6:25: Looks like Weymouth thinks she erred. She sent out the following note to staffers after we noted her error below:
Sorry for the typo in the last version -- Len has been here for 44 years, not 24.
Says one Postie in reaction: "See, this is what happens when you buy out all those copy editors."
5:20: Joel Achenbach toasts Downie.
5:01: One Postie reporter tells us that Len gave a recap of his career, then Katharine spoke, then Don Graham. "Longest applause I have ever heard in a newsroom," says our source. Downie said: "I love all of you, and I love this newspaper."
4:55: Erik Wemple chats with Downie.
4:54: You might notice the big error in Katharine Weymouth's memo to staffers: Downie's has been with the Post for 44 years, not 24.
4:45: We've obtained Katharine Weymouth's staff memo on Downie's resignation. Full memo after the jump (way down below). A sample: "Len is incontrovertibly one of the great editors of our time. He has guided The Washington Post with a steady and unerring hand, and we have been fortunate to have him for the past 24 years -- 17 as Executive Editor."
4:44: In newsroom meeting, Katharine Weymouth calls Downie "Weymouth "incontrovertibly one of the great editors of our time."
4:41: WashingtonPost.com puts out an article. "Downie will become a Post Co. vice president at large, a title also held by his predecessor as editor, Ben Bradlee. ... . Those considered to be the strongest contenders for the job are Post Managing Editor Philip Bennett; former Wall Street Journal managing editor Marcus Brauchli, who was ousted in April after Rupert Murdoch took over the paper; and Jonathan Landman, a New York Times deputy managing editor who has run the paper's Metro staff and Week in Review section."4:38: Downie will retire Sept 8. and move upstairs in the Washington Post building to write books and guide changes at the company. "A new young publisher needs a new young executive editor," he said.
4:34: CONFIRMED: Len Downie is stepping down. He started as an intern on June 22, 1964.
4:29: Bob Woodward is there.
4:20: One Postie writes from the meeting: "This looks major major"
2:40: From a tipster:
Downie will tell staff that he is retiring. Worst-kept secret in Washington.
2:32: One Postie says that Len Downie may announce his retirement at this meeting. Not a chance a successor will be named at the same meeting, which would deny Downie his day-long glory.
2:12: Well, that's what's happening at least.
From one tipster:
WaPo staff meeting today at 4 pm in the downtown newsroom.
Downie's announced a 4:30 meeting today of unknown subject.
(Although apparently it's news to Marcus Brauchli)
AND THE OFFICIAL ANNOUNCEMENT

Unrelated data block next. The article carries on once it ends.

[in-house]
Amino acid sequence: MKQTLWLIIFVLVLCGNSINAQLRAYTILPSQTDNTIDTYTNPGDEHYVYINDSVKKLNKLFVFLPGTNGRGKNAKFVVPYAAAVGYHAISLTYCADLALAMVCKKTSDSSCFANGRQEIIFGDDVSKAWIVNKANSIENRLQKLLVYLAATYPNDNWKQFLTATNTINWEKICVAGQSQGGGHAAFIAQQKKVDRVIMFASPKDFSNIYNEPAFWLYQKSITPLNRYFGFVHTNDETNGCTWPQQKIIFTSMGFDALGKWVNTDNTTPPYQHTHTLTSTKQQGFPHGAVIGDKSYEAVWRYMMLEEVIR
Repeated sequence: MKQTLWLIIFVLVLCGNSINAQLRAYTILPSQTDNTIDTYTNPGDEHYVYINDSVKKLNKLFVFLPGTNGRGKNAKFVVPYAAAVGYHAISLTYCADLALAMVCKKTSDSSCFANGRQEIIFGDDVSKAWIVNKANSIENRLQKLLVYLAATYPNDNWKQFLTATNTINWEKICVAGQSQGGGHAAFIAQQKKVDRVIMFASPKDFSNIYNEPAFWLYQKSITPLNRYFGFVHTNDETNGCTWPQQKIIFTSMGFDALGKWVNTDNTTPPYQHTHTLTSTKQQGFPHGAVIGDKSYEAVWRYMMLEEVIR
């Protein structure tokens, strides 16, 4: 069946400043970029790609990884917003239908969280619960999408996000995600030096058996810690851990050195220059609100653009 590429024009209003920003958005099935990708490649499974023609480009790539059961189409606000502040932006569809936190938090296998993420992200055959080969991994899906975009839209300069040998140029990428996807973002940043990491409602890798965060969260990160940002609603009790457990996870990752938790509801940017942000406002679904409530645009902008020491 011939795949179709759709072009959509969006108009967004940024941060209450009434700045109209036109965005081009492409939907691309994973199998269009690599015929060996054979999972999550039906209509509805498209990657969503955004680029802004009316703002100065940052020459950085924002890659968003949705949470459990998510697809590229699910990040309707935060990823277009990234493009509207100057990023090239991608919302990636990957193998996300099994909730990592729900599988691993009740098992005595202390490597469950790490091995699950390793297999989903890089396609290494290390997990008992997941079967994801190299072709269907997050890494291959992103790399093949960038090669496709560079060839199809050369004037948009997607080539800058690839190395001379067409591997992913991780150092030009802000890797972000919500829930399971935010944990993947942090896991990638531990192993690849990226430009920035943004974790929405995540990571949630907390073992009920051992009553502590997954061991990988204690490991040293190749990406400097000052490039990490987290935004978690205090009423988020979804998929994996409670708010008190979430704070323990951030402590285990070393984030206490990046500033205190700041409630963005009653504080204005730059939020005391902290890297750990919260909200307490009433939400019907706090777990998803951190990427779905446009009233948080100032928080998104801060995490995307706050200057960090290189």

Len Downie has announced that, effective Monday, September 8, 2008, he will step down from his post as Executive Editor.
Len is incontrovertibly one of the great editors of our time. He has guided The Washington Post with a steady and unerring hand, and we have been fortunate to have him for the past 24 years -- 17 as Executive Editor.
Under his leadership, the quality of our coverage and our newspaper grew every year. washingtonpost.com was born and, thanks to content provided by our newsroom, the site has brought us new readers from around the nation and the world. We have more readers for Washington Post content today than ever. While prizes are just one of many measures of success, during Len's tenure, The Washington Post was awarded a total of 25 Pulitzer Prizes, many White House News Press Photographers Association Awards and other prestigious awards. With Len's sound instincts and nose for talent, our newsroom if filled with an array of remarkably talented journalists who have broken important stories, from neglected children in DC's child welfare system to Walter Reed.
Len, 66, joined The Post as a summer intern in 1964 when he was 22. He became a well-known local investigative reporter in Washington, specializing in crime, courts, housing and urban affairs. At the age of 24, he was a finalist for the Pulitzer Prize for his work on a series uncovering the deplorable conditions of what was then the D.C. Court of General Sessions. Other work he did as a reporter won him two Washington-Baltimore Newspaper Guild Front Page awards, The American Bar Association Gavel Award for legal reporting and the John Hancock Award for excellent business and financial writing.
He worked on The Post's Metro staff as a reporter and editor for 15 years and was Assistant Managing Editor for Metro news from 1974 until 1979. As Deputy Metro Editor, Len supervised The Post's Watergate coverage. He was named London correspondent in 1979 and returned to Washington in 1982 as National Editor. He became Managing Editor of newspaper in 1984 and was named Executive Editor in 1991 â€“ almost exactly 17 years ago.
Len is the author of four books: Justice Denied (1971); Mortgage on America (1974); The New Muckrakers (1976), a study of investigative reporting; and (with Robert G. Kaiser) The News About the News: American Journalism in Peril (2002). He was also a major contributor to Ten Blocks from the WhiteHouse: Anatomy of the Washington Riots of 1968, a Washington Post book. In 2003, The News About the News won the Goldsmith Award from the Joan Shorenstein Center at Harvard Universityâ€™s John F. Kennedy School of Government.
Len will assume the role of a Vice President At Large at the newspaper andwill remain at The Washington Post as a trusted friend and advisor. Len'sfirst novel, The Rules of the Game, will be published by Knopf next January.
THANKS TO http://www.mediabistro.com/fishbowlDC/newspapers/big_post_meeting_today_87748.asp
There's something quite interesting about big moments in big American newspapers, and it's an overwhelming sense that something TERRIBLY important TO THE ENTIRE WORLD has taken place, like the President of the United States of America being assasinated, or Bob Dylan dieing.
People say things like: "I love all of you and I love this newspaper."